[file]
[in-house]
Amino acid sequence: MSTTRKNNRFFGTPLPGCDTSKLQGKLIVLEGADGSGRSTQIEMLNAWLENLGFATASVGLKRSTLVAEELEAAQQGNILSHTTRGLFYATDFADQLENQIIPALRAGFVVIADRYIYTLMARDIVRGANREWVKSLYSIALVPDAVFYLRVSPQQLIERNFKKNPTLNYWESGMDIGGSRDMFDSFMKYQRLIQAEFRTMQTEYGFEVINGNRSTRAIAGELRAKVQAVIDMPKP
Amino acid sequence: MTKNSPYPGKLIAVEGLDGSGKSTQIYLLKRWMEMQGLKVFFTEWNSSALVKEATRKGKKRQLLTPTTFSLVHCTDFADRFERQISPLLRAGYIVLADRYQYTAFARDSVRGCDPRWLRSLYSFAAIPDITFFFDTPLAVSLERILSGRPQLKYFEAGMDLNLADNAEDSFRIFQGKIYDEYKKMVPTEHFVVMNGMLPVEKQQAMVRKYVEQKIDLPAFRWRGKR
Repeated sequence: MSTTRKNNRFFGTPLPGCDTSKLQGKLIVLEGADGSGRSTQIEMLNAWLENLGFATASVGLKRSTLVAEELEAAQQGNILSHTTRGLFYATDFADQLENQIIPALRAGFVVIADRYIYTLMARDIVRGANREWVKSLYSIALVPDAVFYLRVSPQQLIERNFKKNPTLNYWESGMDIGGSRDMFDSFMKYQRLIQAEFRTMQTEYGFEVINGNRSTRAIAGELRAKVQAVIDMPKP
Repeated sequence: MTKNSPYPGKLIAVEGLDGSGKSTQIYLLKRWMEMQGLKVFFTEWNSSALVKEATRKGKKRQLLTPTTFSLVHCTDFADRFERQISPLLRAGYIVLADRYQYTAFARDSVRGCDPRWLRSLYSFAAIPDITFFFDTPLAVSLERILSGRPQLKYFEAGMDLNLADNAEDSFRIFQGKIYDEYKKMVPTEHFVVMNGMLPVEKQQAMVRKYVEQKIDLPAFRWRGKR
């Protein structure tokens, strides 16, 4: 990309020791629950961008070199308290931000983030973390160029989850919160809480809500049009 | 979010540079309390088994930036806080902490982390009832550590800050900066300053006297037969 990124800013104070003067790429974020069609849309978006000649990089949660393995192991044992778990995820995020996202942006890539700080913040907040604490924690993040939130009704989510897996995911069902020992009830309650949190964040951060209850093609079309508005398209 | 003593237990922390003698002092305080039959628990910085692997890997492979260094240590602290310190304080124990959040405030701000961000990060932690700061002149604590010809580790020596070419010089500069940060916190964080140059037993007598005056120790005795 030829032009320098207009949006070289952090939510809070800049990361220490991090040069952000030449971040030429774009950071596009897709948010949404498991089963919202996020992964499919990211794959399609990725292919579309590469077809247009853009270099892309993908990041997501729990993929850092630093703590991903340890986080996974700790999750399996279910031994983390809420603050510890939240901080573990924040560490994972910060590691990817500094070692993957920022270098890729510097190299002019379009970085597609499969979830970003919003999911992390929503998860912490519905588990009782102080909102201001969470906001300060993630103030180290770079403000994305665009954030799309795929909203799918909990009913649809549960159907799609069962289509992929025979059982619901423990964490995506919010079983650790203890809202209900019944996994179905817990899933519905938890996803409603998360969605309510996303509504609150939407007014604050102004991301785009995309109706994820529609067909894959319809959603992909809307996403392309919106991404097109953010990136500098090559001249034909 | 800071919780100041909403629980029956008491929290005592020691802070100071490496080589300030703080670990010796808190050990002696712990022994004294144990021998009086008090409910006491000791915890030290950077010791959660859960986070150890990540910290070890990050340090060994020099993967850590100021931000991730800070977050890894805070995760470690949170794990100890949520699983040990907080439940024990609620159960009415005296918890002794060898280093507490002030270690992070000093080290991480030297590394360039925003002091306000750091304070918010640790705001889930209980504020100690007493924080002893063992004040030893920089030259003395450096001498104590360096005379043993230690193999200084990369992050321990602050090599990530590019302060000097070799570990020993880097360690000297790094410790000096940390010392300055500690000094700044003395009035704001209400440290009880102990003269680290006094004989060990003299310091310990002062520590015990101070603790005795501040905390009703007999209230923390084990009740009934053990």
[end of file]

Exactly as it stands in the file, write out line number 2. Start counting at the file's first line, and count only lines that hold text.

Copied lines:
Amino acid sequence: MSTTRKNNRFFGTPLPGCDTSKLQGKLIVLEGADGSGRSTQIEMLNAWLENLGFATASVGLKRSTLVAEELEAAQQGNILSHTTRGLFYATDFADQLENQIIPALRAGFVVIADRYIYTLMARDIVRGANREWVKSLYSIALVPDAVFYLRVSPQQLIERNFKKNPTLNYWESGMDIGGSRDMFDSFMKYQRLIQAEFRTMQTEYGFEVINGNRSTRAIAGELRAKVQAVIDMPKP